I, too, was intimidated by the thought of roasting poultry. My best tip is to get a meat thermometer. They usually have the temperatures marked for the type of meat. With poultry, you generally take the temperature from the thigh joint.
Also, any juices from the poultry should "run clear", as in not pink or reddish in color.
Roast chicken is THE simplest thing on the planet. Don't be intimidated by it. All you need is a hot oven. I've found that the easiest (and best) way to roast a chicken is to wash it and put it in a roasting pan then season it with whatever spices you want. Then you turn the oven on to 400 degrees and put the chicken into the cold oven. Close the door and leave it alone for at least 60 minutes. DO NOT OPEN THE OVEN DURING THE COOKING TIME! If you want roasted vegetables put them around the chicken before you start.
At the end of the hour, open the oven door and check the chicken and vegetables for doneness. They can sit there for another thirty minutes without being hurt. I made roast chicken and veggies for friends the other weekend and they raved about the chicken...
betterbeheaven, I second DanaB's recommendation for Marcella Hazan's chicken with two lemons, even knowing you've never roasted one before and find the idea intimidating. Here's why: The instructions in the recipe are quite detailed, even though it's a simple recipe, so there aren't a lot of traps to fall into. I recently recommended it to a friend who needed to cook two chickens for a family event of a similar number of people, who had never roasted a chicken before and was also a bit intimidated by it. She roasted her chickens (in two borrowed 9x13-inch baking pans), and reported that it was easy and turned out very well.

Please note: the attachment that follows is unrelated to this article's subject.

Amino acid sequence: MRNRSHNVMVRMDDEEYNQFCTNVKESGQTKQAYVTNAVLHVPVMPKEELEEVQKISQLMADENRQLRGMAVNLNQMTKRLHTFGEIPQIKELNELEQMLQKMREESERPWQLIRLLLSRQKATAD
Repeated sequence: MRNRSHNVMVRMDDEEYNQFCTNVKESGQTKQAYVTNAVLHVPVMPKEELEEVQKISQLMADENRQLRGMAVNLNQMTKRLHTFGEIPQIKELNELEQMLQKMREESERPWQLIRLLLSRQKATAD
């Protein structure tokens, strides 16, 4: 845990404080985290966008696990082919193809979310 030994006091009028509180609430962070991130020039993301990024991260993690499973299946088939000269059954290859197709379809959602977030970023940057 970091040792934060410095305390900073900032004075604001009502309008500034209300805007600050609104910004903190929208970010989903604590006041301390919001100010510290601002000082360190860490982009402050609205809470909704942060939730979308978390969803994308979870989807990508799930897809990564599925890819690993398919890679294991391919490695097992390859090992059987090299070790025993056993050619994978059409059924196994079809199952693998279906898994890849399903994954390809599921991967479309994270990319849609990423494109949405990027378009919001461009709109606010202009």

One suggestion if you do make it: I think the easiest way to deal with flipping the chicken is to wad up a paper towel in each hand, and use them to hold the two ends of the bird.
how about a big pan of enchiladas or chilies rellenos? can be prepared ahead and can easily accommodate some meatless servings. gee,and for college seniors maybe a pitcher of margaritas.
I'll toss a few more ideas into the pot...
You're intimidated by roasting a whole bird. I get it. You will get over that, but not when you're having company for dinner. Besides, for that many people you'd need more than one bird, so its not as simple as most of us think it is. Here's an easy roasting recipe that just involves a few simple ingredients tossed together and put in a hot oven: Roast Chicken Legs with Lemon and Thyme, http://www.epicurious.com/recipes/foo... Personally, I think you could use a 450 oven and increase the roasting times, but you may be more comfortable following the exact instructions. Sprigs of thyme are easy to find at the grocer, but if you must, substitute with a teaspoon of dried thyme.
I like the scalloped potato idea, but I also remember that the first few times I tried it the results were not what I wanted -- lumpy, semi-curdled cheese sauce and unevenly cooked spuds. Its not hard once you get it, and if you have a good recipe, but... Here's a recipe that, frankly, I have not tried but it looks pretty foolproof: Kartoffel-Käse Auflauf - Potato and cheese casserole, http://www.iofbonehealth.org/patients... Substitute parmesan for sbrinz and go ahead and bake it in the hot over used for the chicken, or else bake this to doneness in a 400 oven, increase the oven temp, then roast the chicken, return the potatoe casserole to the over after the chicken comes out and sits for a few minutes.
I'd double both of these recipes for that many people. Serve with steamed veggies and maybe a salad. And be sure to have a few bottles of bubbly. Congratulations!!!